3. What are the building blocks of the focus areas: The building blocks or ‘Strategic Objectives’ define the intent of the organization and are the larger activities to be performed to achieve the strategic results of step 2. These are the first actionable components within the BSC implementation process. The strategic objectives will have the performance measures as indicators that are identified in step 5.
4. Check the drill down from Vision to Objectives: Once all the themes have been broken down into objectives, it is important to consolidate the same at the organization level. Also, it is essential to check for the cause & effect relationship and check how value is created and improved for our customers and stakeholders. Drawing the ‘Strategy Maps’ is the tool to use to do this checking. In doing so, we also validate if the objectives are ‘Balanced’ i.e. Do you have objectives across all the four perspectives: Finance, Customer, Process and Learning & Growth. A good strategy map will show an upward value creation from performance driving (enabling) to results objectives.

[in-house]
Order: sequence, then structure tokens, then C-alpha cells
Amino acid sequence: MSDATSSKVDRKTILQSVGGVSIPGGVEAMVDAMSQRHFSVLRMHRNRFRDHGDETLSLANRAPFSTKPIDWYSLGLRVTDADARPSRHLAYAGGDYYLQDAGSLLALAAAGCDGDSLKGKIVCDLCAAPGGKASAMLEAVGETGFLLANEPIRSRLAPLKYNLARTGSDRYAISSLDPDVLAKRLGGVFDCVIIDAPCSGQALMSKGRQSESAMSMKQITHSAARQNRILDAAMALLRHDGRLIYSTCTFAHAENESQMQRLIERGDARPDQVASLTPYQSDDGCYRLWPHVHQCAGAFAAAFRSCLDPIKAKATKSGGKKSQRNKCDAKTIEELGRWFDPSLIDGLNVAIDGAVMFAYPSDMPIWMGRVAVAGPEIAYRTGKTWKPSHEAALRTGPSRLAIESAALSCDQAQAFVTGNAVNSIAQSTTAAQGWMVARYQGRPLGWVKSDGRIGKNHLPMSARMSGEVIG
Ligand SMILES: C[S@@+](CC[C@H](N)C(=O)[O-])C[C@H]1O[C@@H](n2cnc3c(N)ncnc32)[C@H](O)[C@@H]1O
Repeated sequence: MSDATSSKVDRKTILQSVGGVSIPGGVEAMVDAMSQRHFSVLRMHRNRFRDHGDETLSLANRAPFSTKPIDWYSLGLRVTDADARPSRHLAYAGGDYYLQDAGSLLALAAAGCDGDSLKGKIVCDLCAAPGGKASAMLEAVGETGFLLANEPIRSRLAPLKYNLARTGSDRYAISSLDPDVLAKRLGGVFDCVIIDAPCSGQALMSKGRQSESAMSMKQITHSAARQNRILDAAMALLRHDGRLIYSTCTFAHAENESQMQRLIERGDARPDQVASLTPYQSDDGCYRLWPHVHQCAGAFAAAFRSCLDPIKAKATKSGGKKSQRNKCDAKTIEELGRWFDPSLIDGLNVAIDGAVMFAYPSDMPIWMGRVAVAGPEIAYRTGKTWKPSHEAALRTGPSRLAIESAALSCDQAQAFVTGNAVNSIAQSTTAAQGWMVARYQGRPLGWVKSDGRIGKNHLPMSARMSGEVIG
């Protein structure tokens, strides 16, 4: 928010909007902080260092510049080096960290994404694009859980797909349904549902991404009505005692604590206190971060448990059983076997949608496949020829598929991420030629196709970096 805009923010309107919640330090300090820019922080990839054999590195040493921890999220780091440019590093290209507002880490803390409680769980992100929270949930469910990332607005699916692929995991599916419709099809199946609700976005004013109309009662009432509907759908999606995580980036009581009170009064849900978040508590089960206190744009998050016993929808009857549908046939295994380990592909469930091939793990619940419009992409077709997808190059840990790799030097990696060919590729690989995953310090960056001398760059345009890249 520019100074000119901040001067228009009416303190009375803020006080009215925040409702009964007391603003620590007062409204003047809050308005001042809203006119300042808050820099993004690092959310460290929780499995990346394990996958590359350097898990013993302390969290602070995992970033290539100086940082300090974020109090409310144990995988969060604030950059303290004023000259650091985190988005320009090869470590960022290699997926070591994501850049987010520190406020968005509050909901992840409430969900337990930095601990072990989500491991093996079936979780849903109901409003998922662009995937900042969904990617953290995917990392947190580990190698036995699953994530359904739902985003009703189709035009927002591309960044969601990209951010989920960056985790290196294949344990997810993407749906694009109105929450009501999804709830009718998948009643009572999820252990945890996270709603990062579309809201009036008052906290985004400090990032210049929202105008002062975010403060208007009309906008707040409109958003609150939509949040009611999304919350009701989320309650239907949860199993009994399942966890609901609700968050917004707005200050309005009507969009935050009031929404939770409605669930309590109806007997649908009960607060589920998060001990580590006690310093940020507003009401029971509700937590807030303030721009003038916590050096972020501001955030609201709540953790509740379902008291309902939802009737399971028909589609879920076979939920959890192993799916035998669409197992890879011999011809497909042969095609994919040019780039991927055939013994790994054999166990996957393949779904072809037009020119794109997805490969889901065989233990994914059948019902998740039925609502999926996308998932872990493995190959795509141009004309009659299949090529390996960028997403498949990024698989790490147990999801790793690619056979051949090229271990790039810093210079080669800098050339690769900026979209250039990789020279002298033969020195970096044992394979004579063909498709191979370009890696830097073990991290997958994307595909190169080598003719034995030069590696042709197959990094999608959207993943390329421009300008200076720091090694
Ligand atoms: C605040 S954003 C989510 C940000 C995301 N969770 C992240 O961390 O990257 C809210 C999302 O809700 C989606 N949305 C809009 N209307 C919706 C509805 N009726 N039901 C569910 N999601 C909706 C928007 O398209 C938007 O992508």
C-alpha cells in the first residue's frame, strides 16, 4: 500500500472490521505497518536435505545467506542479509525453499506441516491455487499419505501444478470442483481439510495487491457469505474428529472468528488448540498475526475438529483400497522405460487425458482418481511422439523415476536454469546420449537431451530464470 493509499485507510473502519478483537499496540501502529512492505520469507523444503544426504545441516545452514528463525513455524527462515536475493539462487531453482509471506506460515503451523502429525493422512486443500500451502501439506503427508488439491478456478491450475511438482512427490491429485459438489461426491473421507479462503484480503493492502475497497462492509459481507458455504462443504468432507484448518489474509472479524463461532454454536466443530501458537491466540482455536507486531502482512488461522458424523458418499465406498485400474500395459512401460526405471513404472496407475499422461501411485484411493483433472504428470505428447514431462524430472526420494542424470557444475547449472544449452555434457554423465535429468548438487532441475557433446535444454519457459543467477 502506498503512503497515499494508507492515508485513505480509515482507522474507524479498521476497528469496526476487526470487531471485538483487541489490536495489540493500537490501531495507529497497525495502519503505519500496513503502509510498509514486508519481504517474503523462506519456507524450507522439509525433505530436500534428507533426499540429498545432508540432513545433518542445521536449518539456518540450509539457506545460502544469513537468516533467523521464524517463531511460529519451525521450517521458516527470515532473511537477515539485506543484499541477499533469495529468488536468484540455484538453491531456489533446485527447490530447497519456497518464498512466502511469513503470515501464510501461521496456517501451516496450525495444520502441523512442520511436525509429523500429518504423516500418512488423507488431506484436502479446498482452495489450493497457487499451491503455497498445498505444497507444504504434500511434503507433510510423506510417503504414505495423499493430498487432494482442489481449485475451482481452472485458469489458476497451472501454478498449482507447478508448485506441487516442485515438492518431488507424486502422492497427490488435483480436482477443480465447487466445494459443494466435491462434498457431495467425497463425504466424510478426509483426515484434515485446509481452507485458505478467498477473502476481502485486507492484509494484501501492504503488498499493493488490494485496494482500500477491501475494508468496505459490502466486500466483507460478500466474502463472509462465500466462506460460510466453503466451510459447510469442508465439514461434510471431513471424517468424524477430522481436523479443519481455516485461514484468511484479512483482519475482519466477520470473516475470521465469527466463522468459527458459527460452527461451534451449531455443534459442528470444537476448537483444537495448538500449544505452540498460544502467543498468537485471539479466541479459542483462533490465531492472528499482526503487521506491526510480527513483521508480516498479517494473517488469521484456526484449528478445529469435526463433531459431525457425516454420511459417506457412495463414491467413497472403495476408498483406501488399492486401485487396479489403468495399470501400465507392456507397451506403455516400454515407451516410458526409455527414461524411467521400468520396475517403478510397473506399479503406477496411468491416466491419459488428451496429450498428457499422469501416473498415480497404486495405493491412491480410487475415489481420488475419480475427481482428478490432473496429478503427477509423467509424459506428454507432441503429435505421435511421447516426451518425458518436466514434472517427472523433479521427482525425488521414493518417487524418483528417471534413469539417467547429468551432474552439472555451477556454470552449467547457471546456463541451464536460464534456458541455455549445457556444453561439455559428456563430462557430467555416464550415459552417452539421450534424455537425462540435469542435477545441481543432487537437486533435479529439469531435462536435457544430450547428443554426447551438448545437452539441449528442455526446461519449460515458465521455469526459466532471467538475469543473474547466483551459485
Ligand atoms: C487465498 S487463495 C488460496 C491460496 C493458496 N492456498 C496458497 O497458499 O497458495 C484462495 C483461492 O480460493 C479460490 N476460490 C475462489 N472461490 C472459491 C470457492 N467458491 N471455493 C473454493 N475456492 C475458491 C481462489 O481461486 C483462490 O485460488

5. Identify the Performance Measures for the Objectives: This is another tough step in the process. In this step, we identify the targets (expected values to achieve the vision), Unit of Measure, frequency of collection and thresholds for each objective. The measures need to be both – leading and lagging, strategic and operational, quantitative and qualitative. It is very important to put actionable measures, rather than vague measures. The performance measures should help in the decision making process based on patterns and trends.